The unofficial raw soup days I announced in the last post quickly turned into the unofficial raw tomato soup days, because when I had made the tomato soup once I was immediately captured by this in every way awesome dish, and I found myself making it again and again…..and again. This soup is definitely the real deal! It is incredibly easy to make, it is packed with vitamins and minerals, and it tastes like actual, fresh tomatoes (in contrary to the vague memory I have of the nutrient lacking pulverized versions you can buy in the store).
Originating from Peru, tomatoes have made their way around the world, creeping into people`s gardens, kitchens and hearts. In Norway we have a saying that children that are dear to us have many names. I could not figure out if there is an English version of it, but the meaning is nonetheless valid for the tomato. Throughout the years it has been described as the “Apple of Love”, “Gold Apple”, “Apple of Paradise”, “Wolf Peach” and even “Devil Apple” (due to the fact that North Americans considered tomato poisonous a few centuries ago).
Regardless of its name, there is no doubt that the tomato is a wonder fruit. In fact, I like to regard tomatoes as small nutrition bombs. They contain around 20 % of recommended daily dose of vitamin A and 30 % of recommended daily intake of vitamin C per 100 gram (the weight of a medium sized tomato). Tomatoes also contain lycopene, a rather unique antioxidant found to protect against several types of cancers, as well as skin aging. In fact, many new “beauty pills” use lycopene as their power ingredient, but hey! – who needs a pill when it is possible to eat a ripe and delicious tomato instead?
Studies have also found that tomatoes help reduce the risk of heart disease and inflammatory diseases, keep the cholesterol down, reduce the risk of hypertension and prevent urinary tract infections. They also contain iron, important for production of red blood cells, and potassium, which is essential for optimal nerve function, as well as vitamin K and B, manganese and several amino acids. Is it not amazing how “regular” fruits and veggies contain so many nutrients and are so incredible good for us? This is our medicine right here!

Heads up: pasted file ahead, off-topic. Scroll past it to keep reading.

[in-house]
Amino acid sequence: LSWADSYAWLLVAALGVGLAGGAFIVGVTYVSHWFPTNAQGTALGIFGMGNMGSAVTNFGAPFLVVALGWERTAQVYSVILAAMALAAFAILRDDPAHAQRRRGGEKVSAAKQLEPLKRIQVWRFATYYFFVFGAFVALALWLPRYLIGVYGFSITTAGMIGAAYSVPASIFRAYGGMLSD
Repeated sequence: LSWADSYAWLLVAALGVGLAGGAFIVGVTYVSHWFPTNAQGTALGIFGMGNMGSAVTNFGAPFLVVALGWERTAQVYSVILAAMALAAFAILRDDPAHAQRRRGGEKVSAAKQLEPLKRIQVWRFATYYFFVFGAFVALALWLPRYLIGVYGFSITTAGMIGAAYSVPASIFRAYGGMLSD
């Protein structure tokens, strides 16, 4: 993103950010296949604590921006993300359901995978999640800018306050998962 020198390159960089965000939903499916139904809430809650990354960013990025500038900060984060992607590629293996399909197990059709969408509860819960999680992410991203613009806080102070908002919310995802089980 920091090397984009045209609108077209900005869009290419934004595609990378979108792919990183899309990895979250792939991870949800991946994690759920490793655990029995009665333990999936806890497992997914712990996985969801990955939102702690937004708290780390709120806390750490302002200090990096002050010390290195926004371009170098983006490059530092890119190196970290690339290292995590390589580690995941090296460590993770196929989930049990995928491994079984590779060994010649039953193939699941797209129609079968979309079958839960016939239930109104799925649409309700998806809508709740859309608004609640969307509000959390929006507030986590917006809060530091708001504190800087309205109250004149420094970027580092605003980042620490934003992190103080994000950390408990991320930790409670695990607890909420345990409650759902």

In my opinion, this soup tastes like a fresh summer dream. Preferably, it should be made with organic, dark red tomatoes, as they are the absolutely most healthy and flavorsome. When planning the dish, I decided to add something to make the consistency of the soup more thick and filling. My choice ended on avocado, and it turned out perfectly. Not only does the avocado yield a creamy texture, it also brings the health barometer even higher because of the omega fatty acids it contains. To top off the already gorgeous flavors, I also added some garlic that definitely turned the heat on, and some French tarragon that complemented the tomatoes with a subtle hint of sweet liquorice-like flavor. To me, the tarragon is essential to the dish. The combination of tomatoes and tarragon is a French twist I believe brings this dish from good to amazing. It is best to use fresh tarragon, as the flavor disappears quite a bit when the herb is dried. However, add the herb little by little, because it can easily overpower the other flavors.
Gives about 2 cups (4 ½ dl) – enough for 1 serving
400 grams tomatoes
½ ripe avocado
1-2 cloves of garlic
3 tbsp olive oil
2-3 tbsp French Tarragon
1-2 tbsp lemon juice
½ cup (1 dl) water
¼ tsp salt
¼ tsp pepper
Add all the ingredients to a food processor and let it run until everything is well-blended. Enjoy!